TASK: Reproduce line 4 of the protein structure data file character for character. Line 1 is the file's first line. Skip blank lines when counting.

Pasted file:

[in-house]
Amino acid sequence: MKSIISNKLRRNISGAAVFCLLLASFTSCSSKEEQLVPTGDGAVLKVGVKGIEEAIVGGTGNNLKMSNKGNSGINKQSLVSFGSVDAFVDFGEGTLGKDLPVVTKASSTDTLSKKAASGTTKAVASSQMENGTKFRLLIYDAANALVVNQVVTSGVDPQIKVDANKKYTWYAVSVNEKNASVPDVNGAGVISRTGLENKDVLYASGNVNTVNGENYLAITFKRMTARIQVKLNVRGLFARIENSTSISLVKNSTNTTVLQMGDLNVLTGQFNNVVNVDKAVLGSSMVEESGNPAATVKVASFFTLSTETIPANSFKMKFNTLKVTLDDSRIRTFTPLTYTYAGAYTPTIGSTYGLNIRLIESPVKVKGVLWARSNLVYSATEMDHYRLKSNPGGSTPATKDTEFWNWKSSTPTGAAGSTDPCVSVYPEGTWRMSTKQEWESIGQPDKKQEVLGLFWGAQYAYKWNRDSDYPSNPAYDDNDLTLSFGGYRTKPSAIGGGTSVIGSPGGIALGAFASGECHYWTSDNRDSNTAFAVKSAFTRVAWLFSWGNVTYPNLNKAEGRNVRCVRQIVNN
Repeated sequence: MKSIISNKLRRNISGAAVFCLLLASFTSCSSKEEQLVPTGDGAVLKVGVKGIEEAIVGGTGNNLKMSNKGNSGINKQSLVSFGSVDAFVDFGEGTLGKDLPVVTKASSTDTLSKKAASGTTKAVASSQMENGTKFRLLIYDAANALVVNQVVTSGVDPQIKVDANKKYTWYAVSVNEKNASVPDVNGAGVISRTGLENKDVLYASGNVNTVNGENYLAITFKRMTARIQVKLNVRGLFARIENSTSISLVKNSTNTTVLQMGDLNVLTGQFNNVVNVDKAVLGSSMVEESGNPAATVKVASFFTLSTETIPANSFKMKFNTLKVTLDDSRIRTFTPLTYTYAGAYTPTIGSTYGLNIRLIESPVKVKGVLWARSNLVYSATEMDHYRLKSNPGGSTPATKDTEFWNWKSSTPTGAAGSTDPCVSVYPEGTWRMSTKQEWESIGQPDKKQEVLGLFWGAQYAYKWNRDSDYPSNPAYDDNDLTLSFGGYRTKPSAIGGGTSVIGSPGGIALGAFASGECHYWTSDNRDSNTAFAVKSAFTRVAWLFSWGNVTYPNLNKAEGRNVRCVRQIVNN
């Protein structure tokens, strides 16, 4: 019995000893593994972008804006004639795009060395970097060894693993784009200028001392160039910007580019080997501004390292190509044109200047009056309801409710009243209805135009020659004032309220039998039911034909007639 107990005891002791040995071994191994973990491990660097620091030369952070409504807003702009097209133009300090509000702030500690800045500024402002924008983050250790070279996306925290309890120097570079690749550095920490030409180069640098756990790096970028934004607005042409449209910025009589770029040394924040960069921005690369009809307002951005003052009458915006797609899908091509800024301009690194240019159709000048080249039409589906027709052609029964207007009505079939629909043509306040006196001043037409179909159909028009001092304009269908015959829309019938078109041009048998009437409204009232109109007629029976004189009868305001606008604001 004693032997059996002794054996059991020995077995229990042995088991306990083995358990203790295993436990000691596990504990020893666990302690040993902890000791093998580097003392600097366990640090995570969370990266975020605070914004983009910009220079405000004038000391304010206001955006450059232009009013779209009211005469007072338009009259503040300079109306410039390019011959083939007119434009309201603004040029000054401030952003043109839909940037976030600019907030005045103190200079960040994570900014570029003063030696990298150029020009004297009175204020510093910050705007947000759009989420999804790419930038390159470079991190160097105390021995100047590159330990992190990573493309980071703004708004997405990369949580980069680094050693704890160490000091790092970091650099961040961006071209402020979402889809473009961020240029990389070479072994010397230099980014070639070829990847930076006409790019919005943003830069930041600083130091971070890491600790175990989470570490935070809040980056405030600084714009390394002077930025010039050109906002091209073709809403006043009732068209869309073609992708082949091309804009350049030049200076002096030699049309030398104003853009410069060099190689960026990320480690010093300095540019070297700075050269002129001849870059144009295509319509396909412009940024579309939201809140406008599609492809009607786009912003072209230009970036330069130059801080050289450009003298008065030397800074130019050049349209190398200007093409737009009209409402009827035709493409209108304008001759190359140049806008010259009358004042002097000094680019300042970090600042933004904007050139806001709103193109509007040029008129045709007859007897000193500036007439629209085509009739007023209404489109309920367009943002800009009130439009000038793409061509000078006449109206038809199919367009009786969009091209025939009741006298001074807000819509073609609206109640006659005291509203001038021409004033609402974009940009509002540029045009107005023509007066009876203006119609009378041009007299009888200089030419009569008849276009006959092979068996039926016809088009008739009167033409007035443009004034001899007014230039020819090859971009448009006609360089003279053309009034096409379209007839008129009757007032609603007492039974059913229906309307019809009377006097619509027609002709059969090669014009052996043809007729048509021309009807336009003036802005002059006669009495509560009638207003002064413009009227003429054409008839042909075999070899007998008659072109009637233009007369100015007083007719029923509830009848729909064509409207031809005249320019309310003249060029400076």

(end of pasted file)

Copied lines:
């Protein structure tokens, strides 16, 4: 019995000893593994972008804006004639795009060395970097060894693993784009200028001392160039910007580019080997501004390292190509044109200047009056309801409710009243209805135009020659004032309220039998039911034909007639 107990005891002791040995071994191994973990491990660097620091030369952070409504807003702009097209133009300090509000702030500690800045500024402002924008983050250790070279996306925290309890120097570079690749550095920490030409180069640098756990790096970028934004607005042409449209910025009589770029040394924040960069921005690369009809307002951005003052009458915006797609899908091509800024301009690194240019159709000048080249039409589906027709052609029964207007009505079939629909043509306040006196001043037409179909159909028009001092304009269908015959829309019938078109041009048998009437409204009232109109007629029976004189009868305001606008604001 004693032997059996002794054996059991020995077995229990042995088991306990083995358990203790295993436990000691596990504990020893666990302690040993902890000791093998580097003392600097366990640090995570969370990266975020605070914004983009910009220079405000004038000391304010206001955006450059232009009013779209009211005469007072338009009259503040300079109306410039390019011959083939007119434009309201603004040029000054401030952003043109839909940037976030600019907030005045103190200079960040994570900014570029003063030696990298150029020009004297009175204020510093910050705007947000759009989420999804790419930038390159470079991190160097105390021995100047590159330990992190990573493309980071703004708004997405990369949580980069680094050693704890160490000091790092970091650099961040961006071209402020979402889809473009961020240029990389070479072994010397230099980014070639070829990847930076006409790019919005943003830069930041600083130091971070890491600790175990989470570490935070809040980056405030600084714009390394002077930025010039050109906002091209073709809403006043009732068209869309073609992708082949091309804009350049030049200076002096030699049309030398104003853009410069060099190689960026990320480690010093300095540019070297700075050269002129001849870059144009295509319509396909412009940024579309939201809140406008599609492809009607786009912003072209230009970036330069130059801080050289450009003298008065030397800074130019050049349209190398200007093409737009009209409402009827035709493409209108304008001759190359140049806008010259009358004042002097000094680019300042970090600042933004904007050139806001709103193109509007040029008129045709007859007897000193500036007439629209085509009739007023209404489109309920367009943002800009009130439009000038793409061509000078006449109206038809199919367009009786969009091209025939009741006298001074807000819509073609609206109640006659005291509203001038021409004033609402974009940009509002540029045009107005023509007066009876203006119609009378041009007299009888200089030419009569008849276009006959092979068996039926016809088009008739009167033409007035443009004034001899007014230039020819090859971009448009006609360089003279053309009034096409379209007839008129009757007032609603007492039974059913229906309307019809009377006097619509027609002709059969090669014009052996043809007729048509021309009807336009003036802005002059006669009495509560009638207003002064413009009227003429054409008839042909075999070899007998008659072109009637233009007369100015007083007719029923509830009848729909064509409207031809005249320019309310003249060029400076």